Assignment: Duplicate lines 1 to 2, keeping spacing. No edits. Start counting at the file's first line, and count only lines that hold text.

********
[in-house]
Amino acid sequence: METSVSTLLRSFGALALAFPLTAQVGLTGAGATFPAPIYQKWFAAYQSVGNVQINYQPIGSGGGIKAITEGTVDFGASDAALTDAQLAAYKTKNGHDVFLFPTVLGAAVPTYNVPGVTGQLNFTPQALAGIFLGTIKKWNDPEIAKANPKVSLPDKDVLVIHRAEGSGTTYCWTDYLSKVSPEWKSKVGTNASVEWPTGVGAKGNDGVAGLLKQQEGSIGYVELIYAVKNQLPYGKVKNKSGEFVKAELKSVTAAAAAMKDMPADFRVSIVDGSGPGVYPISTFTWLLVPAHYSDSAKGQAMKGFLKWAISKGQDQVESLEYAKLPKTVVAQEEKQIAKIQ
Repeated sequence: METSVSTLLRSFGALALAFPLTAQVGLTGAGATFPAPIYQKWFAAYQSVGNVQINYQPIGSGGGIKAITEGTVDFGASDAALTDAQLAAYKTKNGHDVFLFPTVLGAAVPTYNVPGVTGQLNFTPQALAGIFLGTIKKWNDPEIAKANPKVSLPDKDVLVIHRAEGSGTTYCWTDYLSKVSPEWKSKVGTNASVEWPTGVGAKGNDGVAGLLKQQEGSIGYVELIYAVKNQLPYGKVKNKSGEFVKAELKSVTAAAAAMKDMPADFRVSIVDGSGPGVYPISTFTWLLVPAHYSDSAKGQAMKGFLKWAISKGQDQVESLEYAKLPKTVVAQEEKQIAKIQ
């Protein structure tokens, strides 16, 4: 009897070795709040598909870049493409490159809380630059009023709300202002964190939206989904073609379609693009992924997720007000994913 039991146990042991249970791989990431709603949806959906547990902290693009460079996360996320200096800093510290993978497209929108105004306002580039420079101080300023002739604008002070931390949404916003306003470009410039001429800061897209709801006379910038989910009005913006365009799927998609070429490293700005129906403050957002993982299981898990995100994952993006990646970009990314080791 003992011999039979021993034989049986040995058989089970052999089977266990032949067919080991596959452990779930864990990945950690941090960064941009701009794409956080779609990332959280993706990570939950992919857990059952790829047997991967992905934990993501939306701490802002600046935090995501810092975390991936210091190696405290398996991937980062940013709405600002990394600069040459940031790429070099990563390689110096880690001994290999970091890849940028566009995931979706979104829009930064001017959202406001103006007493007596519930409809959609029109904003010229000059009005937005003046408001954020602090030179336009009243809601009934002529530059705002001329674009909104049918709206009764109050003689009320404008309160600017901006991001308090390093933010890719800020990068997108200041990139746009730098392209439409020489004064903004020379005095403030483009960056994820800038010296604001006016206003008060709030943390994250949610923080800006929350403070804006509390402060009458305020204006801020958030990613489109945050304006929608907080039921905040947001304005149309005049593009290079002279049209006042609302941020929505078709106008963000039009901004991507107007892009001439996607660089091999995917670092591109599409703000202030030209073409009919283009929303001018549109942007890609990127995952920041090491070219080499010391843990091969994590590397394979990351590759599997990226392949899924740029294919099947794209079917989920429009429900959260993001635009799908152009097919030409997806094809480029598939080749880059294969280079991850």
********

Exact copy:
[in-house]
Amino acid sequence: METSVSTLLRSFGALALAFPLTAQVGLTGAGATFPAPIYQKWFAAYQSVGNVQINYQPIGSGGGIKAITEGTVDFGASDAALTDAQLAAYKTKNGHDVFLFPTVLGAAVPTYNVPGVTGQLNFTPQALAGIFLGTIKKWNDPEIAKANPKVSLPDKDVLVIHRAEGSGTTYCWTDYLSKVSPEWKSKVGTNASVEWPTGVGAKGNDGVAGLLKQQEGSIGYVELIYAVKNQLPYGKVKNKSGEFVKAELKSVTAAAAAMKDMPADFRVSIVDGSGPGVYPISTFTWLLVPAHYSDSAKGQAMKGFLKWAISKGQDQVESLEYAKLPKTVVAQEEKQIAKIQ